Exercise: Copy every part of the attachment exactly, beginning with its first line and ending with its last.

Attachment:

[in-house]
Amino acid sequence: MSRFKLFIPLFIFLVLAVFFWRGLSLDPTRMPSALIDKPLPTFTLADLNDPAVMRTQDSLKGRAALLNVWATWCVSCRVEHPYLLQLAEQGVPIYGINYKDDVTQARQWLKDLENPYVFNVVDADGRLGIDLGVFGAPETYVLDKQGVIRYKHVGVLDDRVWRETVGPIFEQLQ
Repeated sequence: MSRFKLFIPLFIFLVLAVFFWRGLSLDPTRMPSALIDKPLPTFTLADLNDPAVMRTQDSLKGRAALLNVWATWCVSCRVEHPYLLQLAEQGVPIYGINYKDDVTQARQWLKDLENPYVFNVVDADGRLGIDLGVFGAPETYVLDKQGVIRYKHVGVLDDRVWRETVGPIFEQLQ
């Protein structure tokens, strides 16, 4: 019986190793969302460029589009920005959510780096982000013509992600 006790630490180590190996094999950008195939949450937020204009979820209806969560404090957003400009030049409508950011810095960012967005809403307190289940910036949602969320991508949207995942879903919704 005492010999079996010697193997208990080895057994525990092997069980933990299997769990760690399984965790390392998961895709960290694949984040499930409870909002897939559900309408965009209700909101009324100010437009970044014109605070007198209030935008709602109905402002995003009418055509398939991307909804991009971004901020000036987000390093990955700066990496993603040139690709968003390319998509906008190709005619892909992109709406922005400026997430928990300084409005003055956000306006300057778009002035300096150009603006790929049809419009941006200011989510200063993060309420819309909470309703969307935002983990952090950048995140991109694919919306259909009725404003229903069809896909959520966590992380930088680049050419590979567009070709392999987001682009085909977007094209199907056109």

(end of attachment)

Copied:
[in-house]
Amino acid sequence: MSRFKLFIPLFIFLVLAVFFWRGLSLDPTRMPSALIDKPLPTFTLADLNDPAVMRTQDSLKGRAALLNVWATWCVSCRVEHPYLLQLAEQGVPIYGINYKDDVTQARQWLKDLENPYVFNVVDADGRLGIDLGVFGAPETYVLDKQGVIRYKHVGVLDDRVWRETVGPIFEQLQ
Repeated sequence: MSRFKLFIPLFIFLVLAVFFWRGLSLDPTRMPSALIDKPLPTFTLADLNDPAVMRTQDSLKGRAALLNVWATWCVSCRVEHPYLLQLAEQGVPIYGINYKDDVTQARQWLKDLENPYVFNVVDADGRLGIDLGVFGAPETYVLDKQGVIRYKHVGVLDDRVWRETVGPIFEQLQ
């Protein structure tokens, strides 16, 4: 019986190793969302460029589009920005959510780096982000013509992600 006790630490180590190996094999950008195939949450937020204009979820209806969560404090957003400009030049409508950011810095960012967005809403307190289940910036949602969320991508949207995942879903919704 005492010999079996010697193997208990080895057994525990092997069980933990299997769990760690399984965790390392998961895709960290694949984040499930409870909002897939559900309408965009209700909101009324100010437009970044014109605070007198209030935008709602109905402002995003009418055509398939991307909804991009971004901020000036987000390093990955700066990496993603040139690709968003390319998509906008190709005619892909992109709406922005400026997430928990300084409005003055956000306006300057778009002035300096150009603006790929049809419009941006200011989510200063993060309420819309909470309703969307935002983990952090950048995140991109694919919306259909009725404003229903069809896909959520966590992380930088680049050419590979567009070709392999987001682009085909977007094209199907056109």